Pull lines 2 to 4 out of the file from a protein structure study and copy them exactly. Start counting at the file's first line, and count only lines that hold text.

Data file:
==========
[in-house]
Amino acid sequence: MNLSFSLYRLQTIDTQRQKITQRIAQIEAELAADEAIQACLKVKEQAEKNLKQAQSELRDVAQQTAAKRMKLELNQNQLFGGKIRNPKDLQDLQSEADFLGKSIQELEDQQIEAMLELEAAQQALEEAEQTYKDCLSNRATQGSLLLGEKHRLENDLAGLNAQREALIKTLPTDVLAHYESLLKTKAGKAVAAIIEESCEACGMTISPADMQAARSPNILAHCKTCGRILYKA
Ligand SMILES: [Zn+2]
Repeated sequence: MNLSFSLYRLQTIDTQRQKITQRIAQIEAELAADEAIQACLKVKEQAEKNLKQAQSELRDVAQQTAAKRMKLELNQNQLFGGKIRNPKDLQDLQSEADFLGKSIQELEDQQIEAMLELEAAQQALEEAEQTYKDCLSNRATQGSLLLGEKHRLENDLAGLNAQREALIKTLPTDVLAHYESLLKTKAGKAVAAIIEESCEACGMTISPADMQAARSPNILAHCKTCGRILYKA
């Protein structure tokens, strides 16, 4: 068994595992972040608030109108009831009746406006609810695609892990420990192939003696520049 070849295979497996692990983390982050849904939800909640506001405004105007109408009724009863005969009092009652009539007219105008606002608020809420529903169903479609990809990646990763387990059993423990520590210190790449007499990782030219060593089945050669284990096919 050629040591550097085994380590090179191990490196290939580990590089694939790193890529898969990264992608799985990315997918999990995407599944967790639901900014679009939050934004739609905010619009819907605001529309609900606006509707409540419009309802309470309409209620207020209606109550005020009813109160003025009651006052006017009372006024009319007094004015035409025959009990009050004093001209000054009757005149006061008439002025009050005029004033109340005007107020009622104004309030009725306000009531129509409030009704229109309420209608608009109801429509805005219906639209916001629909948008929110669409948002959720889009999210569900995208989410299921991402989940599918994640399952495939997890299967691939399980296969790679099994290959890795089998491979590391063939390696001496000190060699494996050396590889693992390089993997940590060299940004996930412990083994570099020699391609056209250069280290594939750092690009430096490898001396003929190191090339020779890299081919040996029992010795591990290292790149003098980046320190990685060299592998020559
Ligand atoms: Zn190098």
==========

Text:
Amino acid sequence: MNLSFSLYRLQTIDTQRQKITQRIAQIEAELAADEAIQACLKVKEQAEKNLKQAQSELRDVAQQTAAKRMKLELNQNQLFGGKIRNPKDLQDLQSEADFLGKSIQELEDQQIEAMLELEAAQQALEEAEQTYKDCLSNRATQGSLLLGEKHRLENDLAGLNAQREALIKTLPTDVLAHYESLLKTKAGKAVAAIIEESCEACGMTISPADMQAARSPNILAHCKTCGRILYKA
Ligand SMILES: [Zn+2]
Repeated sequence: MNLSFSLYRLQTIDTQRQKITQRIAQIEAELAADEAIQACLKVKEQAEKNLKQAQSELRDVAQQTAAKRMKLELNQNQLFGGKIRNPKDLQDLQSEADFLGKSIQELEDQQIEAMLELEAAQQALEEAEQTYKDCLSNRATQGSLLLGEKHRLENDLAGLNAQREALIKTLPTDVLAHYESLLKTKAGKAVAAIIEESCEACGMTISPADMQAARSPNILAHCKTCGRILYKA